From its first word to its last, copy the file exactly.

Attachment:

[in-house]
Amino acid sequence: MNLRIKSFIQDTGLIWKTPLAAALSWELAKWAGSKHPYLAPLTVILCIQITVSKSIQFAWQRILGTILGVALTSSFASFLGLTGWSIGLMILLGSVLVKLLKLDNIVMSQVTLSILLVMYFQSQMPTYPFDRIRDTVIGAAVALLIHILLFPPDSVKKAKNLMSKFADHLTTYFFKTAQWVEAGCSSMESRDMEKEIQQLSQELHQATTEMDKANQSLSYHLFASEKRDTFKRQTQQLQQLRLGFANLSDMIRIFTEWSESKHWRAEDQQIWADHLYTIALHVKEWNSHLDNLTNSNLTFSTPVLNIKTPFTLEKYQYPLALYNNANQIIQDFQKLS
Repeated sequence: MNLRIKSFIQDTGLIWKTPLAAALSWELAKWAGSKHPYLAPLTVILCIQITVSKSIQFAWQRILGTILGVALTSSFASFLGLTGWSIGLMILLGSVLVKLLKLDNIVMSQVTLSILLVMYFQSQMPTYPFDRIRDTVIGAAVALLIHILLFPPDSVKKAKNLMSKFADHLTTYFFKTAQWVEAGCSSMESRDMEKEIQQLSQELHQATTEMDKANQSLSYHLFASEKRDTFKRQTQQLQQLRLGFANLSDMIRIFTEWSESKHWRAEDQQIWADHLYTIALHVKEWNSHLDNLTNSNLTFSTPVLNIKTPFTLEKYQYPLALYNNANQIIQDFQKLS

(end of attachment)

[in-house]
Amino acid sequence: MNLRIKSFIQDTGLIWKTPLAAALSWELAKWAGSKHPYLAPLTVILCIQITVSKSIQFAWQRILGTILGVALTSSFASFLGLTGWSIGLMILLGSVLVKLLKLDNIVMSQVTLSILLVMYFQSQMPTYPFDRIRDTVIGAAVALLIHILLFPPDSVKKAKNLMSKFADHLTTYFFKTAQWVEAGCSSMESRDMEKEIQQLSQELHQATTEMDKANQSLSYHLFASEKRDTFKRQTQQLQQLRLGFANLSDMIRIFTEWSESKHWRAEDQQIWADHLYTIALHVKEWNSHLDNLTNSNLTFSTPVLNIKTPFTLEKYQYPLALYNNANQIIQDFQKLS
Repeated sequence: MNLRIKSFIQDTGLIWKTPLAAALSWELAKWAGSKHPYLAPLTVILCIQITVSKSIQFAWQRILGTILGVALTSSFASFLGLTGWSIGLMILLGSVLVKLLKLDNIVMSQVTLSILLVMYFQSQMPTYPFDRIRDTVIGAAVALLIHILLFPPDSVKKAKNLMSKFADHLTTYFFKTAQWVEAGCSSMESRDMEKEIQQLSQELHQATTEMDKANQSLSYHLFASEKRDTFKRQTQQLQQLRLGFANLSDMIRIFTEWSESKHWRAEDQQIWADHLYTIALHVKEWNSHLDNLTNSNLTFSTPVLNIKTPFTLEKYQYPLALYNNANQIIQDFQKLS